What Should Go Into Old Strawbridge's Stationers & Gifts Space on Miller?

Longtime local business, which had been in downtown Mill Valley since 1947, closed in late July, citing lack of sales. Halloween pop-up store is set to occupy nearly 3,600-square-foot space until Nov. 1.

On a recent weekday afternoon, children scattered through the Halloween pop-up store at 360 Miller Ave. looking for the right superhero costume to don in a few weeks.

The youngsters could be excused if they didn’t know they were shopping in the space vacated by one of Mill Valley’s once landmark businesses, a downtown fixture whose hard times of late ended with its closure in late July.

Davia Rouda, the owner of , an institution in downtown Mill Valley since 1947, was forced to close her business for the second time in two years, this time because of poor sales. Rouda said the store was generating only $2,000 per month and her rent was $5,000 a month on the 3,600-square-foot space.

“It just didn’t add up,” she said.

In December 2009, Rouda closed the store’s downtown location at 86 Throckmorton Ave. where it had been since it opened. A roof leak had badly damaged the 2,500-square-foot storefront at the time, and a legal tussle with her landlord ensued. Rouda in late September 2010.

The closure leaves a big gap on what has long been Mill Valley's version of auto row, between and in the old Mill Valley Auto Supply storefront.

Rouda bought the business in September 2005 from longtime owner Chris Steindl, who had been weighing a series of offers from out of town bidders. Then 74, Steindl wanted to retire, and Rouda rushed in at the last minute to make an offer that would keep the business locally owned.

Steindl had owned Strawbridge's since 1970, when he bought it from the Strawbridge family. It was adjacent to in the space now occupied by and in the building owned by the Kent Family Trust. The building was built in 1893.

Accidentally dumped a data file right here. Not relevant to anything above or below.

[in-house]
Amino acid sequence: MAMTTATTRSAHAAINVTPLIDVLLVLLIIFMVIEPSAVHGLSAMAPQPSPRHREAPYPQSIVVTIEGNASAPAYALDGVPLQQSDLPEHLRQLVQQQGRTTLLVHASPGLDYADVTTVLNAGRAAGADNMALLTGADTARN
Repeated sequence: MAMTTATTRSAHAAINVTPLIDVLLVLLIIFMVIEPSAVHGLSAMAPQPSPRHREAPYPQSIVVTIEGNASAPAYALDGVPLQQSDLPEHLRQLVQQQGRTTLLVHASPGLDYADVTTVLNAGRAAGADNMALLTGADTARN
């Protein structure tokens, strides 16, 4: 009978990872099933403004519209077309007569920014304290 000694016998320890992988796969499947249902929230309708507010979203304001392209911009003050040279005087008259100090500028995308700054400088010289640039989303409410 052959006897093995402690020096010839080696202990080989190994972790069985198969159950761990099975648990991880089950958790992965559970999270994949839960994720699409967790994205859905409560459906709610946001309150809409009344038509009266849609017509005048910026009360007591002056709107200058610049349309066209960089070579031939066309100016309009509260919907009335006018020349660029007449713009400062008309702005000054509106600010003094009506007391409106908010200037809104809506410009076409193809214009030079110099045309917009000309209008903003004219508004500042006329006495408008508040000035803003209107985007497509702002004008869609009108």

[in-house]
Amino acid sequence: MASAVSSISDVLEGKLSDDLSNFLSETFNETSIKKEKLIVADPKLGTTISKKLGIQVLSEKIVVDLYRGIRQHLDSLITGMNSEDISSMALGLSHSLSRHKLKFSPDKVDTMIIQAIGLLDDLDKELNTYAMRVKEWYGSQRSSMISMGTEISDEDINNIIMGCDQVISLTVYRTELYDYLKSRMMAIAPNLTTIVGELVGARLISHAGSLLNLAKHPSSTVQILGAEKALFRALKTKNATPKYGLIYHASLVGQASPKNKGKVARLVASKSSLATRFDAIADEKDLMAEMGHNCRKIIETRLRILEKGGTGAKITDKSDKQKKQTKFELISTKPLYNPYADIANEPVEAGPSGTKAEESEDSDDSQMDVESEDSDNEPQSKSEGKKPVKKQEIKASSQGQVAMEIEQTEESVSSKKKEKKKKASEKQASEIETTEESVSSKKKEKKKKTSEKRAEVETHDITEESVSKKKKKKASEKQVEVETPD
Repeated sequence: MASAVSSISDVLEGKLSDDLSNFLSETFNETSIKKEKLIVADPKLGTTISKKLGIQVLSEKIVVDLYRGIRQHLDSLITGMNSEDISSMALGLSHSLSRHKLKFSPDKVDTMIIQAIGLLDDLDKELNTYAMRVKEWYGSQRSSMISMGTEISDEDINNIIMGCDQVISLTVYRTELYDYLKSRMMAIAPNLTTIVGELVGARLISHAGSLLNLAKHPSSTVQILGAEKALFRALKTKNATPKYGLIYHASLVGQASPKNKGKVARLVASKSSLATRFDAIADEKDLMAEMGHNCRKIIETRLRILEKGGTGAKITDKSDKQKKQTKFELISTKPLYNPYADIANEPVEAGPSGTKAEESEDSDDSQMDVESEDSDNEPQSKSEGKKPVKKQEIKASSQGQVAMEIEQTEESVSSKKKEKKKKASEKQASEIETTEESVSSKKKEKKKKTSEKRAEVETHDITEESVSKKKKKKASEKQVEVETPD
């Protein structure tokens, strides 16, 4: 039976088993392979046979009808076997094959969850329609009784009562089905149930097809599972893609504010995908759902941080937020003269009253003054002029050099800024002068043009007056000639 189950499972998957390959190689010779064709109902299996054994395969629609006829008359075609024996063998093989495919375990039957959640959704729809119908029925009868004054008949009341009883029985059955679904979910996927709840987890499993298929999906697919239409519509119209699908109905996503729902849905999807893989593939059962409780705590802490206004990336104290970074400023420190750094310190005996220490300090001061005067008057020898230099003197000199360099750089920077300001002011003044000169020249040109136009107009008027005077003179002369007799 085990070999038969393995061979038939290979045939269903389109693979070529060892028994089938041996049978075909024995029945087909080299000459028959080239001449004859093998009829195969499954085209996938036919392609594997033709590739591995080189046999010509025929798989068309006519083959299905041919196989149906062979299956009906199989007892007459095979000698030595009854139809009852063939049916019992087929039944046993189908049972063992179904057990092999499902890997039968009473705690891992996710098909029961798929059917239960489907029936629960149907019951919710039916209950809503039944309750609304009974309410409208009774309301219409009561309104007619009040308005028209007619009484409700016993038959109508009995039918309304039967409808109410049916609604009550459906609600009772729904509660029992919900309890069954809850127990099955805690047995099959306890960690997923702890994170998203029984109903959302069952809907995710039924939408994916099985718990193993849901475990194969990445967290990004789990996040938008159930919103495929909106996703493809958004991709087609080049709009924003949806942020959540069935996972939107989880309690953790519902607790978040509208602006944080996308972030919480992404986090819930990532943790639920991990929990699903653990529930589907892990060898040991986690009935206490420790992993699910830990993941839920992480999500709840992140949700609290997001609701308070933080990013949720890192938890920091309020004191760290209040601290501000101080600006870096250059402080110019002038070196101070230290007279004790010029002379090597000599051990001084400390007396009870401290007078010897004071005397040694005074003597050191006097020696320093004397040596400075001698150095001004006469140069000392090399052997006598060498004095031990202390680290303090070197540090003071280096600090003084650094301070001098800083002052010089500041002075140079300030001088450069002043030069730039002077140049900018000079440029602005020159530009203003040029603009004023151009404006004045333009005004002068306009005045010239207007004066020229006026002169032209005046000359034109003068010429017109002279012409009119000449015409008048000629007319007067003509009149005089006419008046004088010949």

Rouda said she’d hoped the new location would be easier for people picking up or dropping off kids at school or doing other shopping, but it never materialized.

“It was really tough,” she said.

Nick Egide of real estate broker Meridien Commercial said he’s had a few potential tenants express interest in the 360 Miller Ave. space, including a cross-fit gym and a small car showroom. Halloween Skins is set to vacate the space by Nov. 1.

“I expect to have it filled in the next month or so,” Egide said.

Kathleen Duich October 05, 2011 at 05:32 PM
How about a Stationer's? We need one, and since Chris retired, the old Strawbridges slowly morphed in serious and slightly bizarre tchotchke territory. I would love to be able to buy in town what Chris really focused on: good stationary, office supplies, holiday goods (a yawning need now that Tam General Store is gone too) and basics, like an alarm clock, good pens, good notebooks etc.
Tracey October 06, 2011 at 06:40 AM
A reasonable priced food store. Not like whole foods, their way too expensive! Just because we all live in Mill Valley, doesn't mean we have or want to spend a lot of money. I mean really now 2 frozen yogurt places on the same stretch on Miller, and now another overrated over priced eatery Called The Hawks nest, Oh and we can't forget The new place taking over Jack in The Box..Instead of building, why dont you start paving Miller Avenue first
Tracey October 06, 2011 at 06:43 AM
And TamalPIE.......You cant honestly think that everybody can afford to eat at these places, can you?


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